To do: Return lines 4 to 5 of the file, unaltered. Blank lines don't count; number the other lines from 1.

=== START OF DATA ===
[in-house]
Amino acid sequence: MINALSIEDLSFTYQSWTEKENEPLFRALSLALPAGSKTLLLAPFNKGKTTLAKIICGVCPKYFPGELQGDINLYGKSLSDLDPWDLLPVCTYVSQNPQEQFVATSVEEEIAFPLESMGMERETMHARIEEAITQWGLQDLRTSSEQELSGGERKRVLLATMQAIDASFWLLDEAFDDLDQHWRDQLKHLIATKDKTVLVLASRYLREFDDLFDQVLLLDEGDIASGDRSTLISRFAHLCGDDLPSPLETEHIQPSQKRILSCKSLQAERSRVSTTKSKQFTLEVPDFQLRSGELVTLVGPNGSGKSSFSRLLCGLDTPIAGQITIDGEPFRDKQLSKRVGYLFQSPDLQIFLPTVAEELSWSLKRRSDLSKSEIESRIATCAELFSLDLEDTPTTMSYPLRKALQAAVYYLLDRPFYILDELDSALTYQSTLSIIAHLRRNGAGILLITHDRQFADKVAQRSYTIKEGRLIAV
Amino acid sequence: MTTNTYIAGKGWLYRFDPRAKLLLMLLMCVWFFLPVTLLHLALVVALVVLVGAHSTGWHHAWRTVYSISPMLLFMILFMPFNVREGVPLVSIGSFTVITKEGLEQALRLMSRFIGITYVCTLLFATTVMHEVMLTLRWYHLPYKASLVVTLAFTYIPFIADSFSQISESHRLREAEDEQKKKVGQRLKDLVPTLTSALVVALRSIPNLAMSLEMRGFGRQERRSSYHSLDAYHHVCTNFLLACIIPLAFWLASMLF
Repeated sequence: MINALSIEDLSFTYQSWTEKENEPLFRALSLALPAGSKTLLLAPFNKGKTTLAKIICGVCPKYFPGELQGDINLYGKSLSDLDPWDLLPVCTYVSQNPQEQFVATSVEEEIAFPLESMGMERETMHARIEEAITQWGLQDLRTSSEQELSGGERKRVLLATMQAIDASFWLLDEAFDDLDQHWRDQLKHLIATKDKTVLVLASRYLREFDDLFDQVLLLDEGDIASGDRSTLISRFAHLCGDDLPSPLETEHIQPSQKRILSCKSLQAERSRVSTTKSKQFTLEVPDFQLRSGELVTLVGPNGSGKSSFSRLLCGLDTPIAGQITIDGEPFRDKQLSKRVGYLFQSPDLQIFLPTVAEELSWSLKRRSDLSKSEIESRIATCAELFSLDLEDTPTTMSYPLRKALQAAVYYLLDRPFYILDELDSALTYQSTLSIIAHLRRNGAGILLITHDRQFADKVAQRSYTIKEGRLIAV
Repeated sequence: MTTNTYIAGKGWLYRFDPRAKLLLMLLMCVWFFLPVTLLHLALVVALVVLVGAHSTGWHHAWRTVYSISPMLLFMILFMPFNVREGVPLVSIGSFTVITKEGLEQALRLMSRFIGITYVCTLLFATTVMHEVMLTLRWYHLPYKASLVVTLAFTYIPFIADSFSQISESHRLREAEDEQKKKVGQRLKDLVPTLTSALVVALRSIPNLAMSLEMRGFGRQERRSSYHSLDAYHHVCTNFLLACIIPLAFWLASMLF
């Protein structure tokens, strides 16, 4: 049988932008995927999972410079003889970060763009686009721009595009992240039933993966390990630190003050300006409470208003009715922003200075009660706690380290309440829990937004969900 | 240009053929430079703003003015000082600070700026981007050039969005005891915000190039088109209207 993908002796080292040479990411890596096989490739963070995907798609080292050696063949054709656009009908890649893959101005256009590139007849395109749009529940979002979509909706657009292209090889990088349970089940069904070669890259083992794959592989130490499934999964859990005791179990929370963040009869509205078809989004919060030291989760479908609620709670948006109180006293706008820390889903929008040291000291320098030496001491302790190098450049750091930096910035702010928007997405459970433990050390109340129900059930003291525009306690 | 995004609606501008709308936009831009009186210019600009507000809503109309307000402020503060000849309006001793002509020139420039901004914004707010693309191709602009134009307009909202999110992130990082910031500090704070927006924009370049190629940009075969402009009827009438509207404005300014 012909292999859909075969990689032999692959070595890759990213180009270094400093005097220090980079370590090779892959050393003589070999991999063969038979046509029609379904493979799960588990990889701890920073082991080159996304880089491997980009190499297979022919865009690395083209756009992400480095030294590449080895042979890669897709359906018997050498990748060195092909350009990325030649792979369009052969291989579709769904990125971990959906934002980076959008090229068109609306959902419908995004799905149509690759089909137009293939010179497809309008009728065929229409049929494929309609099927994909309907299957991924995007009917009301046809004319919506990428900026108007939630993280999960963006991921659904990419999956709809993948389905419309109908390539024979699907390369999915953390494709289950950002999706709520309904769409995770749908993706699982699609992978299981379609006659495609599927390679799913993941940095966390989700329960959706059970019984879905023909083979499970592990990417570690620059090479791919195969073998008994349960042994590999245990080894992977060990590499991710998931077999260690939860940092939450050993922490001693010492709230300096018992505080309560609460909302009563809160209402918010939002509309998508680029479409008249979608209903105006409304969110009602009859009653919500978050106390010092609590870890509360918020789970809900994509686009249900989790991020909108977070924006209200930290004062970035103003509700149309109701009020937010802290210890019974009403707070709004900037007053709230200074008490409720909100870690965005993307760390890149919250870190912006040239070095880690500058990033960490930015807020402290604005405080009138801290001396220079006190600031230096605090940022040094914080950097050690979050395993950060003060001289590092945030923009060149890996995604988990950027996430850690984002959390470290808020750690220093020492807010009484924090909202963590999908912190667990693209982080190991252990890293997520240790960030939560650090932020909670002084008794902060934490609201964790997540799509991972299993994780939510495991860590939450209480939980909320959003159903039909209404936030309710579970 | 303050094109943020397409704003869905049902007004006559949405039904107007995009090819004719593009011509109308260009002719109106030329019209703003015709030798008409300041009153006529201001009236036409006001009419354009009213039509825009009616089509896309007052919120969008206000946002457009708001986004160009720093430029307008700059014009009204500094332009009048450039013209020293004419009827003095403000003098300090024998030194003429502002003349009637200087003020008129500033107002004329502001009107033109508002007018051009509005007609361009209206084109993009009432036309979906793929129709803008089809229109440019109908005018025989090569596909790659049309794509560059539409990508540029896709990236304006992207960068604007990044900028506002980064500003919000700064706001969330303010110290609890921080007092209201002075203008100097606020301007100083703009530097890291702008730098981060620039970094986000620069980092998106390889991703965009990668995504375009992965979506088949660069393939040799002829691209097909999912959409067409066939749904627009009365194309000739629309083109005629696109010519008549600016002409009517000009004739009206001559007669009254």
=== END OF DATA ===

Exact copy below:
Repeated sequence: MINALSIEDLSFTYQSWTEKENEPLFRALSLALPAGSKTLLLAPFNKGKTTLAKIICGVCPKYFPGELQGDINLYGKSLSDLDPWDLLPVCTYVSQNPQEQFVATSVEEEIAFPLESMGMERETMHARIEEAITQWGLQDLRTSSEQELSGGERKRVLLATMQAIDASFWLLDEAFDDLDQHWRDQLKHLIATKDKTVLVLASRYLREFDDLFDQVLLLDEGDIASGDRSTLISRFAHLCGDDLPSPLETEHIQPSQKRILSCKSLQAERSRVSTTKSKQFTLEVPDFQLRSGELVTLVGPNGSGKSSFSRLLCGLDTPIAGQITIDGEPFRDKQLSKRVGYLFQSPDLQIFLPTVAEELSWSLKRRSDLSKSEIESRIATCAELFSLDLEDTPTTMSYPLRKALQAAVYYLLDRPFYILDELDSALTYQSTLSIIAHLRRNGAGILLITHDRQFADKVAQRSYTIKEGRLIAV
Repeated sequence: MTTNTYIAGKGWLYRFDPRAKLLLMLLMCVWFFLPVTLLHLALVVALVVLVGAHSTGWHHAWRTVYSISPMLLFMILFMPFNVREGVPLVSIGSFTVITKEGLEQALRLMSRFIGITYVCTLLFATTVMHEVMLTLRWYHLPYKASLVVTLAFTYIPFIADSFSQISESHRLREAEDEQKKKVGQRLKDLVPTLTSALVVALRSIPNLAMSLEMRGFGRQERRSSYHSLDAYHHVCTNFLLACIIPLAFWLASMLF